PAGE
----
NASA says it may attempt Artemis mission to Moon later this month

Two previous attempts were scrapped due to technical glitches; official says next attempt at unmanned launch featuring Israeli tech may take place on September 23 or 27

Photographers place remote cameras near the Artemis 1 rocket as she stands on Launch Pad 39-B at the Kennedy Space Center at Cape Canaveral, Florida, August 26, 2022. (AP/Brynn Anderson)
Photographers place remote cameras near the Artemis 1 rocket as she stands on Launch Pad 39-B at the Kennedy Space Center at Cape Canaveral, Florida, August 26, 2022. (AP/Brynn Anderson)

NASA is looking at September 23 and September 27 as possible dates for its next attempt at launching its Artemis 1 mission to the Moon, senior official Jim Free told reporters on Thursday.

Two previous attempts were scrapped after the giant Space Launch System rocket experienced technical glitches including a fuel leak.

“The 23rd is a 6:47 a.m. window open for 80 minutes, and the 27th is an 11:37 a.m. window with a 70-minute duration,” said Free, associate administrator for the agency’s exploration systems development directorate.

The dates were chosen to avoid a conflict with the DART (Double Asteroid Redirection Test), in which a probe is set to strike an asteroid on September 26.

The launch dates depend, however, on NASA receiving a special waiver to avoid having to retest batteries on an emergency flight system that is used to destroy the rocket if it strays from its designated range to a populated area.

If it does not receive the waiver, the rocket will have to be wheeled back to its assembly building, pushing the timeline back several weeks.

Mike Bolger, exploration ground systems manager, added that teams were working to replace seals to fix the hydrogen leak issue — work that could be completed by the end of Thursday, which would pave the way for a tanking test on September 17.

The Artemis 1 space mission hopes to test the SLS as well as the unmanned Orion capsule that sits atop, in preparation for future Moon-bound journeys with humans aboard.

Israeli technology is slated to be a key part of the upcoming mission.

Israeli company StemRad, a developer of radiation protection suits for space explorers, emergency responders, defense forces, nuclear industry workers and medical personnel, is preparing for a major demonstration of its unique product.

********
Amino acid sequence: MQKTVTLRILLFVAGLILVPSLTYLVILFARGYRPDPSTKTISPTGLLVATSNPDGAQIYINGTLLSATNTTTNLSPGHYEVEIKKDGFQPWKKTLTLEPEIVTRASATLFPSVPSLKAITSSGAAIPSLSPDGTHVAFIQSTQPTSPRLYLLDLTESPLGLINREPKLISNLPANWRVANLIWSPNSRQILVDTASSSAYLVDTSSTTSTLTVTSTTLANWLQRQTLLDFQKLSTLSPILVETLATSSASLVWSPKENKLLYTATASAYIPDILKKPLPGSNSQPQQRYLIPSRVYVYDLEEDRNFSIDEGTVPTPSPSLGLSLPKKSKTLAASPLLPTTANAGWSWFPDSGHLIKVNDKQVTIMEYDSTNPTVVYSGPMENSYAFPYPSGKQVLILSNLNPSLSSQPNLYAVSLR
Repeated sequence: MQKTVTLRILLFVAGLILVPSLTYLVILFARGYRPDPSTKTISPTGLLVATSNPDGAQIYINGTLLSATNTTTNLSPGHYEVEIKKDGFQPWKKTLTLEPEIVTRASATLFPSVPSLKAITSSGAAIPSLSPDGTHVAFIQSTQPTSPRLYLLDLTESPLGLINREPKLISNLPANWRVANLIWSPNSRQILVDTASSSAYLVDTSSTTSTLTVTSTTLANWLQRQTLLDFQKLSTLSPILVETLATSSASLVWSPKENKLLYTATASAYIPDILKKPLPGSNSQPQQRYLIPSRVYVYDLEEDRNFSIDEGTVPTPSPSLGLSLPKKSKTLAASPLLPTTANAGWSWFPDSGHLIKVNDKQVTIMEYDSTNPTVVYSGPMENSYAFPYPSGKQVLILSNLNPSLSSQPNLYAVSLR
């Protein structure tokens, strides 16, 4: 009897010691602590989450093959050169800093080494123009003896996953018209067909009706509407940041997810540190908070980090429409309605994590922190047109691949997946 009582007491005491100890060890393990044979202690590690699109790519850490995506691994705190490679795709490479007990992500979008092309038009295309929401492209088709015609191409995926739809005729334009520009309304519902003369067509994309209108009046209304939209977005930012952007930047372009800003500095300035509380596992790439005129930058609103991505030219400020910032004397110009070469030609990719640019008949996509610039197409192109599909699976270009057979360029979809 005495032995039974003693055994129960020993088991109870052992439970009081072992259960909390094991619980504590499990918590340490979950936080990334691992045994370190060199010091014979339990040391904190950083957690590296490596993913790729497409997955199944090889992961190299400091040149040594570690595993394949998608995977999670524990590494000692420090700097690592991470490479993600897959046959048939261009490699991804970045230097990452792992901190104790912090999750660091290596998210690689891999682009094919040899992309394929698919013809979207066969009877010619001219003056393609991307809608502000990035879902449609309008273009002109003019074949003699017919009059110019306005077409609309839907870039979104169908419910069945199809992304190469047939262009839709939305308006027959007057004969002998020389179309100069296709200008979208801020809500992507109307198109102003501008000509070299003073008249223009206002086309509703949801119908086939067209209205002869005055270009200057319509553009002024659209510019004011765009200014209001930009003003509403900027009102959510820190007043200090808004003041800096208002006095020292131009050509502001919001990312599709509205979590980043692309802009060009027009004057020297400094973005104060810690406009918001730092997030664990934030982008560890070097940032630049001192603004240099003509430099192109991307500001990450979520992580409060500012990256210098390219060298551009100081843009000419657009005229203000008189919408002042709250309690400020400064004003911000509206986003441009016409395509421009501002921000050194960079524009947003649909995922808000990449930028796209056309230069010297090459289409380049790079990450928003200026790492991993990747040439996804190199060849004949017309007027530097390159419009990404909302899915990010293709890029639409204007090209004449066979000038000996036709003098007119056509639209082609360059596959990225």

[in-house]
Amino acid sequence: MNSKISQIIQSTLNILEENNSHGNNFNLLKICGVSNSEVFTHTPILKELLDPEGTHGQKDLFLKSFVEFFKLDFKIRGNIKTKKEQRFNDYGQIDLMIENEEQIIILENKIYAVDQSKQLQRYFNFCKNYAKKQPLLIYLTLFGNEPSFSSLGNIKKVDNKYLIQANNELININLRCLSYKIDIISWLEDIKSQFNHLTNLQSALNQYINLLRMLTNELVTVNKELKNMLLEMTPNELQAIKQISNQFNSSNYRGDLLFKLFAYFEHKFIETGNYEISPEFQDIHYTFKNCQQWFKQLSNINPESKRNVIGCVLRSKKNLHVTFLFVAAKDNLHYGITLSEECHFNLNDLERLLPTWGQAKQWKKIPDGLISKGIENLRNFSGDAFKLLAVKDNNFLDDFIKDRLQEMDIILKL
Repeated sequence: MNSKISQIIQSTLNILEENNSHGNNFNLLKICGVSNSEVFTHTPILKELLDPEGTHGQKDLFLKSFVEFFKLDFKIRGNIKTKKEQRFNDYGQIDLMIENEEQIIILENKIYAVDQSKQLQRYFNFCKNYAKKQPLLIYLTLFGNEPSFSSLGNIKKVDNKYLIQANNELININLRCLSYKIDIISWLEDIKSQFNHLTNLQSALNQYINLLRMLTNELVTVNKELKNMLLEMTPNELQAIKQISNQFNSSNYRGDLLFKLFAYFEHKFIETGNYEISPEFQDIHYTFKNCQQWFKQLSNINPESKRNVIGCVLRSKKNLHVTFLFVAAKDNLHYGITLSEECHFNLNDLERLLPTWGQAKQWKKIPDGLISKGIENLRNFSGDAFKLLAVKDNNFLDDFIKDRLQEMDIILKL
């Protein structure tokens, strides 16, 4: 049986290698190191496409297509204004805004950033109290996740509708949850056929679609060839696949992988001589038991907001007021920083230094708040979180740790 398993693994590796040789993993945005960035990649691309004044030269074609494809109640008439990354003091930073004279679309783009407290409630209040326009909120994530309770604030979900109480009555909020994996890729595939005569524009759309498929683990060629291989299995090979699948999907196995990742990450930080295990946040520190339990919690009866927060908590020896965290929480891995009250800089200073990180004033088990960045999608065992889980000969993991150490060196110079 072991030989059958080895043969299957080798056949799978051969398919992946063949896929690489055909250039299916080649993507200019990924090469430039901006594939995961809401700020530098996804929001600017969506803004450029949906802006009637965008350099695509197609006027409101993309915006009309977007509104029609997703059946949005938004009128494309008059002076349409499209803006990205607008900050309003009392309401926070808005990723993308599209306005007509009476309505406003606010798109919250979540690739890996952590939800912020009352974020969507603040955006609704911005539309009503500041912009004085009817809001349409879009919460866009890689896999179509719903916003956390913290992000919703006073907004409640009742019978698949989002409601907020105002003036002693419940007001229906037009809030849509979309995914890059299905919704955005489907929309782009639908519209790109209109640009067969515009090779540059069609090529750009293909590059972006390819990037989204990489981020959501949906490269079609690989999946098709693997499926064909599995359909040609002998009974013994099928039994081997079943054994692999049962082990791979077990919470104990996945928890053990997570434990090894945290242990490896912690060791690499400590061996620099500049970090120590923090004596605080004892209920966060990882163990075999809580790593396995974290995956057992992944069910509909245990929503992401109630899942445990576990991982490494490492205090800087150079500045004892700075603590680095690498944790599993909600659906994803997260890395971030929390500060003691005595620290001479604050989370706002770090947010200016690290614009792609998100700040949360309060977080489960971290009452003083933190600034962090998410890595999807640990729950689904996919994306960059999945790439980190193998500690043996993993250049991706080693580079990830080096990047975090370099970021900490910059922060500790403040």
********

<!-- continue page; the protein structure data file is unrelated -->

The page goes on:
As part of the uncrewed Artemis I mission, StemRad will assess the protective qualities of the AstroRad, an anti-radiation suit co-developed with Lockheed Martin to protect vital organs from harmful gamma radiation, on human analogs (or mannequins) aboard the Orion.

The humanoid stand-ins, called “anthropometric radiation phantoms,” are provided by the German Aerospace Center (DLR), a partner to a study of the AstroRad’s performance in space. Dubbed the Matroshka AstroRad Radiation Experiment (MARE), the study will provide a comparative analysis of two female phantoms — one named Zohar, in a nod to Israel, which will wear the AstroRad, and its unprotected counterpart, Helga, named by the German team.

With NASA’s new timetable, the launch may coincide with the Jewish New Year, or Rosh Hashanah, celebrated between September 25-27.

The assembled female-formed mannequins Zohar (foreground), with the AstroRad anti-radiation suit, and Helga (background), without. (NASA/StemRad)

NASA is seeking to establish a sustainable presence on the Moon, and use the lessons it learns to plan a crewed trip to Mars in the 2030s. The program hopes to build a permanent outpost on the moon, including an Artemis Base Camp on the surface and a dedicated station, Gateway, in lunar orbit to allow “robots and astronauts to explore more and conduct more science than ever before.”

First signed in October 2020 by its founding members, the Artemis Accords are built on 10 principles meant to govern civil exploration of outer space. These principles include peaceful exploration, transparency, the release of scientific data, emergency assistance to personnel of all countries, and the use of space resources in compliance with the 1967 Outer Space Treaty, which forms the basis of international space law.

NASA has said the moonwalkers will include the first woman and the first person of color to make the trip.

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